Wednesday, May 24, 2017

Survival in Southern California, Mother Nature and her Birds and the Bees


Speaker: Richard W. Halsey 

Time and Date: 6 PM on June 8, 2017
Location: Temecula Library
Address: 30600 Pauba Rd, Temecula, CA 92592


Richard W. Halsey is a writer, photographer, and the director of the California Chaparral Institute, a non-profit research and educational organization dedicated to the preservation of native shrub land habitats throughout the world and supporting the creative spirit as inspired by the natural environment.
There was a time when understanding the environment around you was a matter of survival – when the flowers bloomed, where the flowers were, and how to avoid the grizzly bear. Now, our local knowledge is limited to street names, navigating freeway off ramps, and avoiding traffic tickets. Join Richard Halsey as he explores ways to find more joy in life by understanding and connecting with the local landscape, what rock is underfoot, and being able to distinguish male and female shrubs while driving seventy-miles-per-hour. It is time to become intimate with the wild nearby and know what home truly means.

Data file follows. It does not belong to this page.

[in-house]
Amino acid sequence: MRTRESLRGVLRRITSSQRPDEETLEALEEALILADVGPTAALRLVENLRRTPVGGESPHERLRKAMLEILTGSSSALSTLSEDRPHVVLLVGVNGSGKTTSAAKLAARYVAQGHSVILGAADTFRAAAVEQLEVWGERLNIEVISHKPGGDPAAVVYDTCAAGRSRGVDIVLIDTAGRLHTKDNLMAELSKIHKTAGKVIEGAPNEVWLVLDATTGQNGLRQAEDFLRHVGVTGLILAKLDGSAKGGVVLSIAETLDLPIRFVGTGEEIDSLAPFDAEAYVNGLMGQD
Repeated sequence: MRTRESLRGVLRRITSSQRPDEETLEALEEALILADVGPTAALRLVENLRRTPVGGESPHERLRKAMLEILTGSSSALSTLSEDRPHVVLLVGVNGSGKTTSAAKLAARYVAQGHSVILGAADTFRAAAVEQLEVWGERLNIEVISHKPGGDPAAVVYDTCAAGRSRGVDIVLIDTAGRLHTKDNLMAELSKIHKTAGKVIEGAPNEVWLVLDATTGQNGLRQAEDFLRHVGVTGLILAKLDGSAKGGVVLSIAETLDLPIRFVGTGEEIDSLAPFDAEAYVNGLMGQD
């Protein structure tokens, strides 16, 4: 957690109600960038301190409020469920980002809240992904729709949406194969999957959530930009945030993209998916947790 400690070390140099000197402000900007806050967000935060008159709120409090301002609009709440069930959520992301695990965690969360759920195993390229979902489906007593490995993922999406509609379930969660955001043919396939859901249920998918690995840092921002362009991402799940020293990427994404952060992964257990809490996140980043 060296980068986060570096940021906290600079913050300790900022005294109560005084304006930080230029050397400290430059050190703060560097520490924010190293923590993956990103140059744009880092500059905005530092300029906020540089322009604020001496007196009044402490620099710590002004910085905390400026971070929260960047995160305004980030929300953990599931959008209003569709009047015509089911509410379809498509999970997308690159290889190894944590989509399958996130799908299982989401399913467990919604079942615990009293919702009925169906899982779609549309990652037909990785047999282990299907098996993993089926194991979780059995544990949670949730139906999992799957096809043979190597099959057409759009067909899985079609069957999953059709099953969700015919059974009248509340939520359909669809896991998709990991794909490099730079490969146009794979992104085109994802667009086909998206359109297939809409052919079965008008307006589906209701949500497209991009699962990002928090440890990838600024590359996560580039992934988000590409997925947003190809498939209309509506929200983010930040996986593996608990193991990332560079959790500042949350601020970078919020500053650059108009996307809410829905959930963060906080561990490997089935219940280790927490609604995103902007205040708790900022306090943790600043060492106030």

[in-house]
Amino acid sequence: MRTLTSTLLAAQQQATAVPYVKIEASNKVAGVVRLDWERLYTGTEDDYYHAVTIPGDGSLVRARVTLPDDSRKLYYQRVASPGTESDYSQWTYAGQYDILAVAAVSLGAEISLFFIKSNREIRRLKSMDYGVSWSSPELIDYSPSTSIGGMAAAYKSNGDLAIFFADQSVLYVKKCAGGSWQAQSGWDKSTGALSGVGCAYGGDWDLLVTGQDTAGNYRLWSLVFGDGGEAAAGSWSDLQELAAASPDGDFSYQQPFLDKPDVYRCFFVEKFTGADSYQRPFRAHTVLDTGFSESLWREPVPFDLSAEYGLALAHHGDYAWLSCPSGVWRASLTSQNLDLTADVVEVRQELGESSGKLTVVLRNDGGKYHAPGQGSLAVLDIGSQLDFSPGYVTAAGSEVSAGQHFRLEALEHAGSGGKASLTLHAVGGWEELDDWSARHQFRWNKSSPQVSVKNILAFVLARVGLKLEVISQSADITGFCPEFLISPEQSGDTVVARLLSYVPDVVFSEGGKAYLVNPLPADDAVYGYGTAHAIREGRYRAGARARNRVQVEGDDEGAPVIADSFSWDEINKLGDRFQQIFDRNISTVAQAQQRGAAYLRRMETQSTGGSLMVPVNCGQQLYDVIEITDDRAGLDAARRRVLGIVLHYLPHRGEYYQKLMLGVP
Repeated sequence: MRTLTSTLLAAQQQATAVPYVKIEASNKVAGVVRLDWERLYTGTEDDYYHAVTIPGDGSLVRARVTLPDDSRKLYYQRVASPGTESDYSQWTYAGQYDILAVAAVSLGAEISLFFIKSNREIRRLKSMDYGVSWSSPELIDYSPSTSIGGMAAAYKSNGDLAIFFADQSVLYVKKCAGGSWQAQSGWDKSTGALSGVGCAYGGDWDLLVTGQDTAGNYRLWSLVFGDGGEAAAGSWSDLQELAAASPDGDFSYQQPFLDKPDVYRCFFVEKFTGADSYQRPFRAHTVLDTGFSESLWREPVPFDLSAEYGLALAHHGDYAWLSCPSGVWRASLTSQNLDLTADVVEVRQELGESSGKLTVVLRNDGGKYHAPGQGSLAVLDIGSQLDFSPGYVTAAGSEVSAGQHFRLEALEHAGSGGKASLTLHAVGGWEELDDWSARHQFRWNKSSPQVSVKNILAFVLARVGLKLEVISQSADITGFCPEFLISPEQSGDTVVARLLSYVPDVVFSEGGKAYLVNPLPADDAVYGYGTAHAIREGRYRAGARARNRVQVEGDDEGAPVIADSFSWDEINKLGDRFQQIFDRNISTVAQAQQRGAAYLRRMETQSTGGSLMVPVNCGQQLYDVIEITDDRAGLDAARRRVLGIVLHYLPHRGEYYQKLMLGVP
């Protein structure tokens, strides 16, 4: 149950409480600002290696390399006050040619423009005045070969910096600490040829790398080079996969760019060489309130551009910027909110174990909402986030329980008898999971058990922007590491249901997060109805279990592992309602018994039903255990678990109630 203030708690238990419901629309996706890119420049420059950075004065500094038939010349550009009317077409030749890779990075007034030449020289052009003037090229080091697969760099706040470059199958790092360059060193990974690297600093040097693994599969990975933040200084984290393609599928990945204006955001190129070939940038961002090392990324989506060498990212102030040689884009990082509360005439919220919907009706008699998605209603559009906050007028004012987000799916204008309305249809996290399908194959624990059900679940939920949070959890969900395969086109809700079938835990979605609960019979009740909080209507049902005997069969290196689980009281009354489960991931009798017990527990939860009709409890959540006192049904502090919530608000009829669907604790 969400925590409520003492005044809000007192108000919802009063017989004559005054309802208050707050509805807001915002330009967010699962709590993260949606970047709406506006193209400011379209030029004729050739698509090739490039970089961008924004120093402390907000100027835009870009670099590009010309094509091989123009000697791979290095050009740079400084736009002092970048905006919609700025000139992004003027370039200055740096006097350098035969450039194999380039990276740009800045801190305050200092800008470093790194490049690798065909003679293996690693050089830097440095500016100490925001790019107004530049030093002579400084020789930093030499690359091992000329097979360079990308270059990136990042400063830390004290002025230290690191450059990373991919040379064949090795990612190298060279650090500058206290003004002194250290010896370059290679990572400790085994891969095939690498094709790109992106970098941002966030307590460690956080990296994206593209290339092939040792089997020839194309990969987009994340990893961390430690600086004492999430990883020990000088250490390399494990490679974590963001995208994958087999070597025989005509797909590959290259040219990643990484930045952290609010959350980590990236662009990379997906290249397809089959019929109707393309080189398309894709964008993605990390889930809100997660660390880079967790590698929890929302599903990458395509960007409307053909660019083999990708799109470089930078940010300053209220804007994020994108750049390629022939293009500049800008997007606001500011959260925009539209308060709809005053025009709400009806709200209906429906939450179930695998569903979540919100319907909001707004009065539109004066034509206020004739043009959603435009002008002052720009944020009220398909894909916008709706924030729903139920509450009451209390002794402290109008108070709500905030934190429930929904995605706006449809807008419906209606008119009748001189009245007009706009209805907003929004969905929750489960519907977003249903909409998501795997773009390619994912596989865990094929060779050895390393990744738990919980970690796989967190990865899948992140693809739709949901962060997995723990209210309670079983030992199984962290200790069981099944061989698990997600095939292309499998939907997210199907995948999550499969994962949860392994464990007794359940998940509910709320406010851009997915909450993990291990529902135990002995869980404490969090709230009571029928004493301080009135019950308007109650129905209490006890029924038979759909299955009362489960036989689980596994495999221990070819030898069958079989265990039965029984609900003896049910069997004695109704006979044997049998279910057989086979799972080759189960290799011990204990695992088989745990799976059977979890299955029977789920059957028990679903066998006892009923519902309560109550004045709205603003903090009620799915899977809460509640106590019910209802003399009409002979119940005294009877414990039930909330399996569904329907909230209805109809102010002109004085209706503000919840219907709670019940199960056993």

Richard W. Halsey is the director of the California Chaparral Institute, a non-profit, research and educational organization dedicated to the preservation of native shrubland habitats throughout the world and supporting the creative spirit as inspired by the natural environment. Mr. Halsey also works with the San Diego Museum of Natural History, publishes The Chaparralian, a periodic journal focusing on chaparral and wildfire issues, and continues to teach natural history. He has given more than 350 presentations about the chaparral ecosystem over the past decade. Mr. Halsey taught biology for more than twenty years in both public and private schools and was honored as the Teacher of the Year for San Diego City Schools. He has also conducted numerous research projects and published several papers concerning the ecology of California’s chaparral ecosystem. Halsey has also been trained as a Type II wildland firefighter, past an age most would consider prudent. The second edition of his book, Fire, Chaparral, and Survival in Southern California, was published in 2008 and was awarded the Best Nonfiction-Local Interest Book by the San Diego Book Awards Association.







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